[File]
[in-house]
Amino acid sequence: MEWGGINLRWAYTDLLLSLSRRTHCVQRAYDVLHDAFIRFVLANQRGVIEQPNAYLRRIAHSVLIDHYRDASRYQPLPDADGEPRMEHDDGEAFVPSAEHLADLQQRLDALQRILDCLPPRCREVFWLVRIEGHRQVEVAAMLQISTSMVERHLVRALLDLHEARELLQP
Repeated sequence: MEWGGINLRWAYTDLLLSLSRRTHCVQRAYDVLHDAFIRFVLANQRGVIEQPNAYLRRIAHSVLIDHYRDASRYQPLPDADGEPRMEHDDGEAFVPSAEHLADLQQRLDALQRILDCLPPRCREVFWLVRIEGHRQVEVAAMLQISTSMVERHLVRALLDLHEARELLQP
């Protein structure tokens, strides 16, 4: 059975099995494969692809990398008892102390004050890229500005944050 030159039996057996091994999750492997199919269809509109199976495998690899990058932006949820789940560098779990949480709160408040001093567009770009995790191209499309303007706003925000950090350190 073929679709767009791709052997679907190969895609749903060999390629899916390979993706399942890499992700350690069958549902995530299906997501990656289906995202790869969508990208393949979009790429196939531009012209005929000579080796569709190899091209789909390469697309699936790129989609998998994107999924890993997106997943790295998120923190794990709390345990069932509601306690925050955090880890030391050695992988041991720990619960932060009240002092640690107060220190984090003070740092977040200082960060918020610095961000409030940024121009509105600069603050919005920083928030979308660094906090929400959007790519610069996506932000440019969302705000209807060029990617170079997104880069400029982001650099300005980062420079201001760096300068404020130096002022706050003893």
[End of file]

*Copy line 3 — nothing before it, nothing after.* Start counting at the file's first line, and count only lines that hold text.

Repeated sequence: MEWGGINLRWAYTDLLLSLSRRTHCVQRAYDVLHDAFIRFVLANQRGVIEQPNAYLRRIAHSVLIDHYRDASRYQPLPDADGEPRMEHDDGEAFVPSAEHLADLQQRLDALQRILDCLPPRCREVFWLVRIEGHRQVEVAAMLQISTSMVERHLVRALLDLHEARELLQP